Bath Interpreting alumna Shuai Wang has won first prize for translation from English to Chinese in the prestigious United Nations St Jerome Contest. Shuai, who studied on the MA in Interpreting and Translating at Bath in 2011–12, wowed the judges with her translation of an English text entitled 'Fingerprint words'. She works for the UN headquarters in New York.

Teaching Fellow Teresa Lander from the Department of Politics, Languages & International Studies won second prize in the French to English translation category for her translation of a French text entitled 'Le vintage: matière et mémoire'.

As William Heckel, one of the judges, pointed out, the 27 English language entrants came up with 16 different variants of the title alone. “Competitions such as this one show that, given the nearly infinite possibilities and twists and turns of language, translation cannot be reduced to some mechanical operation, but is instead truly an art”, said Mr Heckel.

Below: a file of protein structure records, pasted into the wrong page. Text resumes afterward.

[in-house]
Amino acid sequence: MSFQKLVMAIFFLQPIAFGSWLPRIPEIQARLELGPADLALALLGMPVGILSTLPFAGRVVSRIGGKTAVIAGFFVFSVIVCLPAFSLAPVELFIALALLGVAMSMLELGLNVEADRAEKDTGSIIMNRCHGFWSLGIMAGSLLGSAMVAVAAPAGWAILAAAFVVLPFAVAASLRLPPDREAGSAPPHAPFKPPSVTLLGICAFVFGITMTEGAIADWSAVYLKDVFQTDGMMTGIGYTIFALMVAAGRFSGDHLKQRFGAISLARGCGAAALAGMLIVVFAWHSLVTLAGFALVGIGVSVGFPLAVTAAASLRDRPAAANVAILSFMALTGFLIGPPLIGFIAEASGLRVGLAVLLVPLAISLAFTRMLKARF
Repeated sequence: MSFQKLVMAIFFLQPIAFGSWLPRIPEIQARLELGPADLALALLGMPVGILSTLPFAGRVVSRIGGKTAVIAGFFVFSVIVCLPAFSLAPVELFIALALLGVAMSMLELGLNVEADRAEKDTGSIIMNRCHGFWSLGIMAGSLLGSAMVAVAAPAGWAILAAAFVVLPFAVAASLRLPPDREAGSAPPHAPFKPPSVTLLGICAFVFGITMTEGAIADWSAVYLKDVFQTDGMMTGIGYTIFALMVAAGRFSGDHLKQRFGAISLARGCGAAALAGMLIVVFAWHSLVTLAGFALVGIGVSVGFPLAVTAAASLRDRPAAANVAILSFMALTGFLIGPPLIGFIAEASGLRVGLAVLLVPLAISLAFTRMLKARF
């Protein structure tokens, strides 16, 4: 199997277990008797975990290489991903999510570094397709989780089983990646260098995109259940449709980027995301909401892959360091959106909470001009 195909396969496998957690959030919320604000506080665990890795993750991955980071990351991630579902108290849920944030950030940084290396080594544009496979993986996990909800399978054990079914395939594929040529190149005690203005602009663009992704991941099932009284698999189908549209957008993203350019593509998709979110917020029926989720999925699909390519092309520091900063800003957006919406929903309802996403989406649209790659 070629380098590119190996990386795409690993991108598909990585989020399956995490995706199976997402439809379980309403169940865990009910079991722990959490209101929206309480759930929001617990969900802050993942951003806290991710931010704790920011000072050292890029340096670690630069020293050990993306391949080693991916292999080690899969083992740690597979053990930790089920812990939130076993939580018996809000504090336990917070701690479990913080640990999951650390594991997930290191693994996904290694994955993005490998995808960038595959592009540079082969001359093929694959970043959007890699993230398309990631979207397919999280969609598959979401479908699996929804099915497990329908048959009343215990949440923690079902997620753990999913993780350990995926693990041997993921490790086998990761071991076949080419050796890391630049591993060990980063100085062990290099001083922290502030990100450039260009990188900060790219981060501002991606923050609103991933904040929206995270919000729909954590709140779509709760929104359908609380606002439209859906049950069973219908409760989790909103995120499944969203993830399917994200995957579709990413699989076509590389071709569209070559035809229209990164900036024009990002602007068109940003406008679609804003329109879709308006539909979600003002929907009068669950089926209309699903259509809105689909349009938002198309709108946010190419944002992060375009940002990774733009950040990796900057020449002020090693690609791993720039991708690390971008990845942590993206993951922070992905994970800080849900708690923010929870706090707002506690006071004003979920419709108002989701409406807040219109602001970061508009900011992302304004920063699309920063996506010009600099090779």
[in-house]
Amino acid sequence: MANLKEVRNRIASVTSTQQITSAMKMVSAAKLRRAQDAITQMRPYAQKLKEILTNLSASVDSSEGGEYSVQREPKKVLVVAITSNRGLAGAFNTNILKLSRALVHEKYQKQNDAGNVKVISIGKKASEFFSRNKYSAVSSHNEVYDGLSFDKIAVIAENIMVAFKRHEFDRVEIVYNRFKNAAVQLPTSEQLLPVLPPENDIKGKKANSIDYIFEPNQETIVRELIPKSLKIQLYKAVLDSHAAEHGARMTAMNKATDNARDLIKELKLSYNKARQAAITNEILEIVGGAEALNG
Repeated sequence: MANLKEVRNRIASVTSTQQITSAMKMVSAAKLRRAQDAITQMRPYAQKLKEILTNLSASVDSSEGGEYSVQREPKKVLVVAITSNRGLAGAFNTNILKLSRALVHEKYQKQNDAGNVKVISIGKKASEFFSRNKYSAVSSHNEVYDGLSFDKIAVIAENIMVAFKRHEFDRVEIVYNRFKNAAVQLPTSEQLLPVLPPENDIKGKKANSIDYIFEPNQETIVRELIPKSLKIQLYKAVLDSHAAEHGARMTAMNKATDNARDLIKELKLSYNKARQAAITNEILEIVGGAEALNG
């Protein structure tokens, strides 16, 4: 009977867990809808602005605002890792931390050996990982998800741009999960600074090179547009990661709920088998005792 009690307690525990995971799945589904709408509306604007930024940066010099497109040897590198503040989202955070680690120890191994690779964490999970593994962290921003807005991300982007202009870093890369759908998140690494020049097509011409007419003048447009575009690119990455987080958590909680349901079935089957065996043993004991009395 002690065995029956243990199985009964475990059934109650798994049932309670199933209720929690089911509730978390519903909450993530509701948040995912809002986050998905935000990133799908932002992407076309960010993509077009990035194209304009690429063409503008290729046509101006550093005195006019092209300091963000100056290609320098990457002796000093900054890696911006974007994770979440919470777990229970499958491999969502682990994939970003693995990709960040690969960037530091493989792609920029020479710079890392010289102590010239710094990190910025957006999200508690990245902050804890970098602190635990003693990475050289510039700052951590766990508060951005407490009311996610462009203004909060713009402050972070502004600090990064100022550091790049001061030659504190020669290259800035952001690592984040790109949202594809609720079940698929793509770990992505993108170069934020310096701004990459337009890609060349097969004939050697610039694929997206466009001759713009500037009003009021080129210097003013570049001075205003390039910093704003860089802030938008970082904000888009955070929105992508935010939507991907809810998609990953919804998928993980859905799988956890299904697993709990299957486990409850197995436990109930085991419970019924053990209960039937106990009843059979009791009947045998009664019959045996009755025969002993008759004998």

The United Nations St Jerome Translation Contest, now in its 13th year, was first instituted by the members of the English Translation Section at United Nations Headquarters in New York as light relief from their serious everyday business of disarmament, poverty and human rights. It now covers all six official UN languages (Arabic, Chinese, English, French, Russian and Spanish) plus German. The competition is open to current and former UN staff and interns, with a special category for students at universities, like Bath, that receive language resources and training visits from UN staff under a special agreement.

The St Jerome Translation Contest is launched every year on 30 September, proclaimed as International Translation Day in a UN General Assembly resolution in 2017. Completed entries are due by 31 January of the following year.